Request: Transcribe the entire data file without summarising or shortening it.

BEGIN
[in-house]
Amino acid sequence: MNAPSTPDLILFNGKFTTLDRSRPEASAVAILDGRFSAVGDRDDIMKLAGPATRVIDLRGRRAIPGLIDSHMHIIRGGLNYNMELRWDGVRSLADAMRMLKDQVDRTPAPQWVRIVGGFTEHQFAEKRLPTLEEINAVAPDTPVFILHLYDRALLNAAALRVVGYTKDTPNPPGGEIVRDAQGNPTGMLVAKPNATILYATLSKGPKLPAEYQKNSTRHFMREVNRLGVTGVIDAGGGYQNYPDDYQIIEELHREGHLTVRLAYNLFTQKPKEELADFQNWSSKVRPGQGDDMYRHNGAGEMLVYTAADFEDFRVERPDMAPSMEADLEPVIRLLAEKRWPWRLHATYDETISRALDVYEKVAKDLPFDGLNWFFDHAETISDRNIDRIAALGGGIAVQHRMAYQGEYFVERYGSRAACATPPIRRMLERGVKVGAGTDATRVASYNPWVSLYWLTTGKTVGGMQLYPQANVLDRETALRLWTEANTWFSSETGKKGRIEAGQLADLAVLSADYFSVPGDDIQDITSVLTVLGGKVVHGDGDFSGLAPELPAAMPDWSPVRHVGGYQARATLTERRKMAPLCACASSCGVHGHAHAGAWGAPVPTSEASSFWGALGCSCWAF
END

[in-house]
Amino acid sequence: MNAPSTPDLILFNGKFTTLDRSRPEASAVAILDGRFSAVGDRDDIMKLAGPATRVIDLRGRRAIPGLIDSHMHIIRGGLNYNMELRWDGVRSLADAMRMLKDQVDRTPAPQWVRIVGGFTEHQFAEKRLPTLEEINAVAPDTPVFILHLYDRALLNAAALRVVGYTKDTPNPPGGEIVRDAQGNPTGMLVAKPNATILYATLSKGPKLPAEYQKNSTRHFMREVNRLGVTGVIDAGGGYQNYPDDYQIIEELHREGHLTVRLAYNLFTQKPKEELADFQNWSSKVRPGQGDDMYRHNGAGEMLVYTAADFEDFRVERPDMAPSMEADLEPVIRLLAEKRWPWRLHATYDETISRALDVYEKVAKDLPFDGLNWFFDHAETISDRNIDRIAALGGGIAVQHRMAYQGEYFVERYGSRAACATPPIRRMLERGVKVGAGTDATRVASYNPWVSLYWLTTGKTVGGMQLYPQANVLDRETALRLWTEANTWFSSETGKKGRIEAGQLADLAVLSADYFSVPGDDIQDITSVLTVLGGKVVHGDGDFSGLAPELPAAMPDWSPVRHVGGYQARATLTERRKMAPLCACASSCGVHGHAHAGAWGAPVPTSEASSFWGALGCSCWAF